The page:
Learnings On The Job…Taking Home A Career

This is my 100th post, hurrah!!! Please feel free to rate the post and leave comments, if the posts interest you :).

Looking back at the 21/2 years that I spent in the strategic marketing role, I tried to think of what I took away from the experience and here are some thoughts…

1. Joining a “startup” group within a large company is not same as joining a “startup” – Remember, it is still a large company. (Note: Subsidiaries and some “startup” groups might be exceptions, but, hardly!). A startup within or outside a large organization is always hard work, there is always reputation to prove and establish with customers inside or outside. The thing to know is, in return for the security of the large group and the subsequent de-risking, the upside is never yours to share (which is fair, by the way). Having said that, the chaos, the adrenaline rush of making things work is definitely there for those who love that.

2. Always evaluate what you are learning vs where you want to go – Map your short and mid-term career path. These should be available in your organization and there should be a reasonable process in place to get there. If not, you are at the wrong place, to begin with. This was such a glaring fact in my case, with the market not being in India. For more details read my previous post here.

3. Look at the size and location of the market that the group will address as an opportunity – the favorable order should be starting with a local, large market going down to a remote, small market. Unless you want to eventually convert the remote location into your local residence. In which case, it might be ok to make that sacrifice of night-outs and family time.

4. Stay focussed, learn a “few” things well – Focussing and learning to do a “few” things very well can be much more fruitful than attempting to learn many things at the same time. You can experiment a bit and figure out a couple of things that interest you, but after a few of months it is always better to focus. More so in our group’s case, where the temptation to get into too many things was always there. Truth being told, it is always easier to sell depth vs diversity whether you are looking for a new job or talking to the VC about a startup. (Aside: If you have both to some extent, great! But, I’m referring to a choice, if you have to make one. Also, some will not know what they like most upfront, which is ok. Knowing that you are diversifying for the sake of finding what to focus is a “good” focus in itself. But, most importantly, be honest to yourself.)

These are just a few generic ones that I can think of, right now. I shall keep posting more thoughts as they come along. As they say, sometimes a contrast serves the purpose of a “light” better than the visibility the most powerful light can render.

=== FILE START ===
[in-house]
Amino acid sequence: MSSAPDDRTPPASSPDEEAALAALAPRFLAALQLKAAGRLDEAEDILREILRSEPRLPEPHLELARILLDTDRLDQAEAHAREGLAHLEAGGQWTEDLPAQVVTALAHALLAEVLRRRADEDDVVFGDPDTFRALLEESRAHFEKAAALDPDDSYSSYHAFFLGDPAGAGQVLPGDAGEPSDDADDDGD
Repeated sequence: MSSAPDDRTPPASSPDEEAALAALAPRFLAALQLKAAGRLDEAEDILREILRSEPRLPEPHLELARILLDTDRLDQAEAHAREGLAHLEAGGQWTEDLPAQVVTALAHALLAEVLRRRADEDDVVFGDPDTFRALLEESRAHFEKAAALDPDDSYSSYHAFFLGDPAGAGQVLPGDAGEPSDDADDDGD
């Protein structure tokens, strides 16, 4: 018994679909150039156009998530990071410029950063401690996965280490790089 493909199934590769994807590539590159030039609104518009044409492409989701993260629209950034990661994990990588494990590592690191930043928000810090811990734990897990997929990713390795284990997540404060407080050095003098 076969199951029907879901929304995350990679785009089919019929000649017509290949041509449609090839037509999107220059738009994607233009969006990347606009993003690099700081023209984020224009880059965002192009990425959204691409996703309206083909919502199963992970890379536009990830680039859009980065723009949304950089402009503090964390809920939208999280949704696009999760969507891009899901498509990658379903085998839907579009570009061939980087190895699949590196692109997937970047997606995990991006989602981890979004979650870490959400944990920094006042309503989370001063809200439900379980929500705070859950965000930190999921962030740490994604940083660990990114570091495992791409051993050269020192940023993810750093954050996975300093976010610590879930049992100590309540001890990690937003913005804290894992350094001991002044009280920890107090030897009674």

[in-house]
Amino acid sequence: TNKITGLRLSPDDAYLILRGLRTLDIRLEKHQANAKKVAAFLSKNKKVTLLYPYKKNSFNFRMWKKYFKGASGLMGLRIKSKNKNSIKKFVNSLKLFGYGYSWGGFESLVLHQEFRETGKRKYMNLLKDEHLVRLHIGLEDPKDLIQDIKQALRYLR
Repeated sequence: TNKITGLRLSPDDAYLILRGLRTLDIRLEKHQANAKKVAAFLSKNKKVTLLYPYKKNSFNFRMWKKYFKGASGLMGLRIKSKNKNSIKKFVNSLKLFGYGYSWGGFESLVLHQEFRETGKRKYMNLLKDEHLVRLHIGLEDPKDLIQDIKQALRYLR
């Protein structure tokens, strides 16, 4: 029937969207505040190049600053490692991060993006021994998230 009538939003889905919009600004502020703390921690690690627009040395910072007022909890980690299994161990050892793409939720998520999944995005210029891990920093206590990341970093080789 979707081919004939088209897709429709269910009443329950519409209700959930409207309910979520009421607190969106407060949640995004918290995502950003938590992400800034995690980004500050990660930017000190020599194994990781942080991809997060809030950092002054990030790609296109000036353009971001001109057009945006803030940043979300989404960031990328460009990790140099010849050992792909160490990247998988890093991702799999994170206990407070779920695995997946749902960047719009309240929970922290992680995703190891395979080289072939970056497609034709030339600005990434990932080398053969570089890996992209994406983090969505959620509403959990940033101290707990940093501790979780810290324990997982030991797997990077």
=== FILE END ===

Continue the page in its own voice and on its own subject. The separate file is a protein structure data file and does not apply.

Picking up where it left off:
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2 Responses to “Learnings On The Job…Taking Home A Career”


  1. 1 Anasthaesium February 16, 2011 at 5:03 pm

    “Always evaluate what you are learning vs where you want to go – Map your short and mid-term career path. These should be available in your organization and there should be a reasonable process in place to get there. If not, you are at the wrong place, to begin with. This was such a glaring fact in my case, with the market not being in India”

    Are you suggesting that if one wants to pursue niche markets, say the “Maritime” sector”, one would be better off trying to study in Denmark and Norwegian countries?

    Would’t that pigeonhole you if you later found out that your heart is not in it?

    What I am trying to reflect on is that planning one’s career with a so-far-in-the-future view might often be detrimental to being open to opportunities and having that flexibility to capitalise on those opportunities. Rather, I feel that one should be alert to opportunities as and when they may arise and keeping their options open until they find something really passionate to work on.

  2. 2 sree March 18, 2011 at 9:36 pm

    Thanks for writing in. One cannot follow one’s passion with a fear of being pigeon-holed later. If you read what I was trying to say, it was that there are levels at which you can know what the state of the industry you are entering is and what kinds of roles are possible. Not doing that homework is not good to begin with and even after you enter the industry, if you keep looking at possible career progression you can figure out where you can and cannot go and hence, make your choices accordingly.

    And, in terms of niche technologies, lets take nanotechnology for example, the kind of research that happens in India and that happens in other places like US or Europe is significantly different and if you want to pursue a career in nanotechnology, you are better off being where the heart of the research is happening, rather than elsewhere!


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